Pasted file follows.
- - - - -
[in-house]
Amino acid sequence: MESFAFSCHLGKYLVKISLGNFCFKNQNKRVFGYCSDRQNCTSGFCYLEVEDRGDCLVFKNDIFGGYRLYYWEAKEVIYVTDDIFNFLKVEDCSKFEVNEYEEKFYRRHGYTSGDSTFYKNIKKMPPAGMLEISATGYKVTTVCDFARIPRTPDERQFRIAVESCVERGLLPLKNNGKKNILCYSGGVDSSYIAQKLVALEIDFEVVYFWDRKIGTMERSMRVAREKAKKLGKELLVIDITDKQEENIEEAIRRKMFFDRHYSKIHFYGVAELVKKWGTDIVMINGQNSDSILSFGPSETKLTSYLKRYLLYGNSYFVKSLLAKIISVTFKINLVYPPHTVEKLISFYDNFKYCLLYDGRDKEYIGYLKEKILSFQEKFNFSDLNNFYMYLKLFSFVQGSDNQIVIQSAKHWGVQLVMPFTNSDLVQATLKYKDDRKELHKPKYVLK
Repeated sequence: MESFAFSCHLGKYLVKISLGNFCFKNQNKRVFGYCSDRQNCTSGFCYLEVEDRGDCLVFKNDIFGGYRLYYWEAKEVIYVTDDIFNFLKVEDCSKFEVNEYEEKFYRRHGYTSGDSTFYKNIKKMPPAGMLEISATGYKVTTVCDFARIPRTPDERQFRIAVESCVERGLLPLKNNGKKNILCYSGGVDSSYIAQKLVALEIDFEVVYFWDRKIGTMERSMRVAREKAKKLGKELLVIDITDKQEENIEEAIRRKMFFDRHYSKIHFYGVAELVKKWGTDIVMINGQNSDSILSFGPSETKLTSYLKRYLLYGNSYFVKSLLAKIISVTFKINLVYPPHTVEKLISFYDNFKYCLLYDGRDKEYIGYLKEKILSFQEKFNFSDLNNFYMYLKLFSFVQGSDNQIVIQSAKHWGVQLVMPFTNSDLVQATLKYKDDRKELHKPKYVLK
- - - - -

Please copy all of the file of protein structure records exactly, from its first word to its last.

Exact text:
[in-house]
Amino acid sequence: MESFAFSCHLGKYLVKISLGNFCFKNQNKRVFGYCSDRQNCTSGFCYLEVEDRGDCLVFKNDIFGGYRLYYWEAKEVIYVTDDIFNFLKVEDCSKFEVNEYEEKFYRRHGYTSGDSTFYKNIKKMPPAGMLEISATGYKVTTVCDFARIPRTPDERQFRIAVESCVERGLLPLKNNGKKNILCYSGGVDSSYIAQKLVALEIDFEVVYFWDRKIGTMERSMRVAREKAKKLGKELLVIDITDKQEENIEEAIRRKMFFDRHYSKIHFYGVAELVKKWGTDIVMINGQNSDSILSFGPSETKLTSYLKRYLLYGNSYFVKSLLAKIISVTFKINLVYPPHTVEKLISFYDNFKYCLLYDGRDKEYIGYLKEKILSFQEKFNFSDLNNFYMYLKLFSFVQGSDNQIVIQSAKHWGVQLVMPFTNSDLVQATLKYKDDRKELHKPKYVLK
Repeated sequence: MESFAFSCHLGKYLVKISLGNFCFKNQNKRVFGYCSDRQNCTSGFCYLEVEDRGDCLVFKNDIFGGYRLYYWEAKEVIYVTDDIFNFLKVEDCSKFEVNEYEEKFYRRHGYTSGDSTFYKNIKKMPPAGMLEISATGYKVTTVCDFARIPRTPDERQFRIAVESCVERGLLPLKNNGKKNILCYSGGVDSSYIAQKLVALEIDFEVVYFWDRKIGTMERSMRVAREKAKKLGKELLVIDITDKQEENIEEAIRRKMFFDRHYSKIHFYGVAELVKKWGTDIVMINGQNSDSILSFGPSETKLTSYLKRYLLYGNSYFVKSLLAKIISVTFKINLVYPPHTVEKLISFYDNFKYCLLYDGRDKEYIGYLKEKILSFQEKFNFSDLNNFYMYLKLFSFVQGSDNQIVIQSAKHWGVQLVMPFTNSDLVQATLKYKDDRKELHKPKYVLK